Scientists reveal world′s oldest known fungi | News | DW | 22.05.2019
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Scientists reveal world's oldest known fungi

The discovery of billion-year-old fungi could fundamentally alter our understanding of how life began on land hundreds of millions of years ago. Researchers said the fungi may have coexisted with rudimentary animals.

Researchers in Belgium unveiled their discovery of the world's oldest-known fungi on Wednesday. In findings published in the journal Nature, they detailed how the nearly billion-year-old microfossils of a globular spore with a T-shaped filament could reshape our understanding of how life evolved on land.

Scientists with the University of Liege said the fossilized fungus that they found in Canada and named Ourasphaira giraldae was a precursor to the vast group that today includes mushrooms, yeasts, and molds, and lived between 900 million and 1 billion years ago.

For decades, it was assumed that a 410-million-year-old fossil from Scotland was among the oldest fungi on the planet.

Corentin Loron, one of the researchers on the team, said that the find was so significant because in the "tree of life," fungi are part of a group called Eukaryotes, which includes both plants and animals.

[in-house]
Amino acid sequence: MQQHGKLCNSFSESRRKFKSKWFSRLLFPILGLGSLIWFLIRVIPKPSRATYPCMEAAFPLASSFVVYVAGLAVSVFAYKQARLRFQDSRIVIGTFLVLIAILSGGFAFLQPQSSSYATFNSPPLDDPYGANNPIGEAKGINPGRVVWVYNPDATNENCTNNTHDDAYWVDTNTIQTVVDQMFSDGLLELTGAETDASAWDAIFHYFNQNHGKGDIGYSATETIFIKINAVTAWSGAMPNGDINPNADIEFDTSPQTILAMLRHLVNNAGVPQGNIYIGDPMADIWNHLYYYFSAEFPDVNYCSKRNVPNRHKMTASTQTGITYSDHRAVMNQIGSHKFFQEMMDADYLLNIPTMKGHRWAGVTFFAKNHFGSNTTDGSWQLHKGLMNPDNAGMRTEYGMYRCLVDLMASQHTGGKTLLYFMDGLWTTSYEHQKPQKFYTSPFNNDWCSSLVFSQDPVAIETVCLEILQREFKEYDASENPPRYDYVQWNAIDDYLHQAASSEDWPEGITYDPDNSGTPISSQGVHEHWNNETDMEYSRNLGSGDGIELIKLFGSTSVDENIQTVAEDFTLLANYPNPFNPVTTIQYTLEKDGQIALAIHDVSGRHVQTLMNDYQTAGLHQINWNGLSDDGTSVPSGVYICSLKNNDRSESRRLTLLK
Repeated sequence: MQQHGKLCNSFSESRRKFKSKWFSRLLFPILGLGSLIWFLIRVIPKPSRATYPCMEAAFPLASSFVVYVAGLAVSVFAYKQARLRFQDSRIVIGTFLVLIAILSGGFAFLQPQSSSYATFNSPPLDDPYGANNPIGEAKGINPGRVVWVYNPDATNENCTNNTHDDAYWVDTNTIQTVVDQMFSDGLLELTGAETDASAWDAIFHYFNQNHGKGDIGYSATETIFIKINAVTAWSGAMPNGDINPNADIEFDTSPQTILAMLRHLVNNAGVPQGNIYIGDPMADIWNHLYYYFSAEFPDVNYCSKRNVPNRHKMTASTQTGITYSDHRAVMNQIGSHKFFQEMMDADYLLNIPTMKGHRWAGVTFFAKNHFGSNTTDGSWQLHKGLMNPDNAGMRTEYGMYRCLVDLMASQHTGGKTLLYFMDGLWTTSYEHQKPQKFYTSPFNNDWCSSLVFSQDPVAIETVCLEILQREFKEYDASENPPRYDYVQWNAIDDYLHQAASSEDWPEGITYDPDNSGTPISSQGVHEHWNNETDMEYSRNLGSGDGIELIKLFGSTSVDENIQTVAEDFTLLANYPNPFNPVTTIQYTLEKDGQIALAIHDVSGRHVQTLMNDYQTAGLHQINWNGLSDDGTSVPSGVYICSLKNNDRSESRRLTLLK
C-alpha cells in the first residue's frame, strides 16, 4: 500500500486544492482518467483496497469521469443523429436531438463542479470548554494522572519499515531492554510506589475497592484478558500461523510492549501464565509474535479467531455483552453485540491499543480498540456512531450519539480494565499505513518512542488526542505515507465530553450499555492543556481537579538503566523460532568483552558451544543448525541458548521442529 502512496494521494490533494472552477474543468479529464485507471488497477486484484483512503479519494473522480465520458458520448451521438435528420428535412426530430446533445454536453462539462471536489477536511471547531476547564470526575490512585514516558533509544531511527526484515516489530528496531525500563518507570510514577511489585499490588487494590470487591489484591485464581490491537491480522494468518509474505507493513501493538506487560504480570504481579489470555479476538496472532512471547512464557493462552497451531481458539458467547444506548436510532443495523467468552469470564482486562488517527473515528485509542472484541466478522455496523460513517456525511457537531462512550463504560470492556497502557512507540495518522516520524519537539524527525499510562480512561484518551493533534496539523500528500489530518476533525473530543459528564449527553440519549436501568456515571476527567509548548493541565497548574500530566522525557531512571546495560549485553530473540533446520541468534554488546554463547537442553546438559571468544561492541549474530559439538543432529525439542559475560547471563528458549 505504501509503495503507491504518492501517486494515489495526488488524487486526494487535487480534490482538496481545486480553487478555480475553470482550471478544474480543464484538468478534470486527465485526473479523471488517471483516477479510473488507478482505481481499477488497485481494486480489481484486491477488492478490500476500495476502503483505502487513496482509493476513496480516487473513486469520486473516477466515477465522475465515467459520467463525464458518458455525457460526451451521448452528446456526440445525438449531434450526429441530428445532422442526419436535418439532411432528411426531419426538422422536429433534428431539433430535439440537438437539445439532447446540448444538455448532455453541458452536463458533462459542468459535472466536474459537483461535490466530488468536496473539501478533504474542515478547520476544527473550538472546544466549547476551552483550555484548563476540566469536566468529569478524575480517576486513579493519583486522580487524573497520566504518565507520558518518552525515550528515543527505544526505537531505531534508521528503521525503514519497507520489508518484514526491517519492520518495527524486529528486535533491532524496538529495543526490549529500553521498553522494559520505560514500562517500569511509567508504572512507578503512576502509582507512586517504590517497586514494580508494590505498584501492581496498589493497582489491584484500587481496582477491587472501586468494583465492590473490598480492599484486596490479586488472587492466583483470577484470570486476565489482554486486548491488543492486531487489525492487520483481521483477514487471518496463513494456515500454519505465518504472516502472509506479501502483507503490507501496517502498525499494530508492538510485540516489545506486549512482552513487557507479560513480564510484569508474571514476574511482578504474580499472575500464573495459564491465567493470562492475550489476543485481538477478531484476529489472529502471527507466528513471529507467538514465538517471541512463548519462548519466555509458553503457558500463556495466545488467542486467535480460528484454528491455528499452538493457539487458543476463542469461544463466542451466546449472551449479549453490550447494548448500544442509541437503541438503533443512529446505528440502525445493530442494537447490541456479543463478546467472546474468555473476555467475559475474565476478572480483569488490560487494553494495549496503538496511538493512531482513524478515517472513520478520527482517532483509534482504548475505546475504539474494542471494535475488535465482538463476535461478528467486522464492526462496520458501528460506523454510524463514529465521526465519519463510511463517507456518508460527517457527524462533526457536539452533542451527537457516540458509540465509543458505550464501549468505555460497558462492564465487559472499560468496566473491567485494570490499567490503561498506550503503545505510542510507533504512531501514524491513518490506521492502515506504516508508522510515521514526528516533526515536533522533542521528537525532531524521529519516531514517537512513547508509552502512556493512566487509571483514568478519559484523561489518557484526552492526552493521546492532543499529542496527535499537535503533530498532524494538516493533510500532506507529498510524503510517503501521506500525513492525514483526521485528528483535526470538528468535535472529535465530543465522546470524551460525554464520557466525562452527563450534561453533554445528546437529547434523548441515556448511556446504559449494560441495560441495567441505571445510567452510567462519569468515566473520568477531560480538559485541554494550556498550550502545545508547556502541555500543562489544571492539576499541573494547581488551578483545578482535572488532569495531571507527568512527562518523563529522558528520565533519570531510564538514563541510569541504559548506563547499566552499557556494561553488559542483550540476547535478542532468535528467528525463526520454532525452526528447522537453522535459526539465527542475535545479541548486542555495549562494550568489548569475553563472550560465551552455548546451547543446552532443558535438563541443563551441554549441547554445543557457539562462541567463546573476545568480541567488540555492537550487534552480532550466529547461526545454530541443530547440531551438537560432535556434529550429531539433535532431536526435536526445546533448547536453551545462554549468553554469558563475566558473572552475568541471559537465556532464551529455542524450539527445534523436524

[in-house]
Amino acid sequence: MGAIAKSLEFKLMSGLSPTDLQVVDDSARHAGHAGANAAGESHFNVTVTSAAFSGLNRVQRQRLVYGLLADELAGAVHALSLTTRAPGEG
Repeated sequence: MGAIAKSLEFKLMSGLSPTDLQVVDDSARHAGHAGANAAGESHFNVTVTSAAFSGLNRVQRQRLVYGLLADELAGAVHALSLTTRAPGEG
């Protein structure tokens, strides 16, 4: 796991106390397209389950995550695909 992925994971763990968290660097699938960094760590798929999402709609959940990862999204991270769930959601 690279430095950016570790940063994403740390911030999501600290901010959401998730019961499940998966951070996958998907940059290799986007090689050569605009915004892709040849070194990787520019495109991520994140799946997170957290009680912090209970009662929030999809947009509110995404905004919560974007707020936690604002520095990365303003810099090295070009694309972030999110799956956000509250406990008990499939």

"This means that if fungi are already present around 900-1,000 million years ago, so should animals have been," Loron told the French news agency AFP.

"This is reshaping our vision of the world because those groups are still present today. Therefore, this distant past, although very different from today, may have been much more 'modern' than we thought."

Fungi are one of the most numerous organisms on earth, and their biomass is six times heavier than the mass of all animals combined. The close evolutionary relationship between fungi and animals has led the Liege scientists to believe that some early forms of microscopic animal life may have existed at the same time as Ourasphaira giraldae. Currently, the oldest known fossil of early animals are 635 million years old.

es/sms (AFP, Reuters)

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